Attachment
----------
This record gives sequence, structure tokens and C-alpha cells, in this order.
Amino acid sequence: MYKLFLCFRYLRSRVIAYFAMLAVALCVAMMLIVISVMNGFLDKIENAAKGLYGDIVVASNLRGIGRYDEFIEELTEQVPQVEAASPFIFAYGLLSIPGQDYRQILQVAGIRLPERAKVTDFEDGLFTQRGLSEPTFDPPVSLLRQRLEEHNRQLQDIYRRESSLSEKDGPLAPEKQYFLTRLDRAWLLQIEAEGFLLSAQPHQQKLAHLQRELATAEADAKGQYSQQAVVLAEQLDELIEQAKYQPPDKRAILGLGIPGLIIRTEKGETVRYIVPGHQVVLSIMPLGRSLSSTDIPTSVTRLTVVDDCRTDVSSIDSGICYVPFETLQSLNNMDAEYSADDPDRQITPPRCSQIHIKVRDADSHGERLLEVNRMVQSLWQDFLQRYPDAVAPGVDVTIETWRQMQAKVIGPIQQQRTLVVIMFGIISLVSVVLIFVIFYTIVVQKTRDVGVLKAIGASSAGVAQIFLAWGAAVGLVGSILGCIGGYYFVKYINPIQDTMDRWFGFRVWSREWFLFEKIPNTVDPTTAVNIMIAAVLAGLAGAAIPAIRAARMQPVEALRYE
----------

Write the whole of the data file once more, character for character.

This record gives sequence, structure tokens and C-alpha cells, in this order.
Amino acid sequence: MYKLFLCFRYLRSRVIAYFAMLAVALCVAMMLIVISVMNGFLDKIENAAKGLYGDIVVASNLRGIGRYDEFIEELTEQVPQVEAASPFIFAYGLLSIPGQDYRQILQVAGIRLPERAKVTDFEDGLFTQRGLSEPTFDPPVSLLRQRLEEHNRQLQDIYRRESSLSEKDGPLAPEKQYFLTRLDRAWLLQIEAEGFLLSAQPHQQKLAHLQRELATAEADAKGQYSQQAVVLAEQLDELIEQAKYQPPDKRAILGLGIPGLIIRTEKGETVRYIVPGHQVVLSIMPLGRSLSSTDIPTSVTRLTVVDDCRTDVSSIDSGICYVPFETLQSLNNMDAEYSADDPDRQITPPRCSQIHIKVRDADSHGERLLEVNRMVQSLWQDFLQRYPDAVAPGVDVTIETWRQMQAKVIGPIQQQRTLVVIMFGIISLVSVVLIFVIFYTIVVQKTRDVGVLKAIGASSAGVAQIFLAWGAAVGLVGSILGCIGGYYFVKYINPIQDTMDRWFGFRVWSREWFLFEKIPNTVDPTTAVNIMIAAVLAGLAGAAIPAIRAARMQPVEALRYE